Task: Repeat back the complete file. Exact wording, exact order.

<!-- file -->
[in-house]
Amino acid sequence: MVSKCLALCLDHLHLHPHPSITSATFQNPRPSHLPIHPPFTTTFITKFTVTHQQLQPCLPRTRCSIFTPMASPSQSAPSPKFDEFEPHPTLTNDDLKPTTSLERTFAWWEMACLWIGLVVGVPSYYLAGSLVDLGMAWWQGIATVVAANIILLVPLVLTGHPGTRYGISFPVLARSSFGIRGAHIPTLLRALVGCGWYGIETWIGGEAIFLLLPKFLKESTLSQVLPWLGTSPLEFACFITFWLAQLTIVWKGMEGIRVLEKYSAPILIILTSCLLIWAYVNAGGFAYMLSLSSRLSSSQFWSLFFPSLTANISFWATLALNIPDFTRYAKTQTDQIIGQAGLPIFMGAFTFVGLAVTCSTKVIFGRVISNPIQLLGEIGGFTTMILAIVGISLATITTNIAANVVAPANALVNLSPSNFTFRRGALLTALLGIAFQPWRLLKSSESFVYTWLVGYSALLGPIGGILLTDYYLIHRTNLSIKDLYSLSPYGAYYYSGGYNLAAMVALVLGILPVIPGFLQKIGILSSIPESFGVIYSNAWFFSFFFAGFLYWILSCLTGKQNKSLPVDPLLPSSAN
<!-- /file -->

[in-house]
Amino acid sequence: MVSKCLALCLDHLHLHPHPSITSATFQNPRPSHLPIHPPFTTTFITKFTVTHQQLQPCLPRTRCSIFTPMASPSQSAPSPKFDEFEPHPTLTNDDLKPTTSLERTFAWWEMACLWIGLVVGVPSYYLAGSLVDLGMAWWQGIATVVAANIILLVPLVLTGHPGTRYGISFPVLARSSFGIRGAHIPTLLRALVGCGWYGIETWIGGEAIFLLLPKFLKESTLSQVLPWLGTSPLEFACFITFWLAQLTIVWKGMEGIRVLEKYSAPILIILTSCLLIWAYVNAGGFAYMLSLSSRLSSSQFWSLFFPSLTANISFWATLALNIPDFTRYAKTQTDQIIGQAGLPIFMGAFTFVGLAVTCSTKVIFGRVISNPIQLLGEIGGFTTMILAIVGISLATITTNIAANVVAPANALVNLSPSNFTFRRGALLTALLGIAFQPWRLLKSSESFVYTWLVGYSALLGPIGGILLTDYYLIHRTNLSIKDLYSLSPYGAYYYSGGYNLAAMVALVLGILPVIPGFLQKIGILSSIPESFGVIYSNAWFFSFFFAGFLYWILSCLTGKQNKSLPVDPLLPSSAN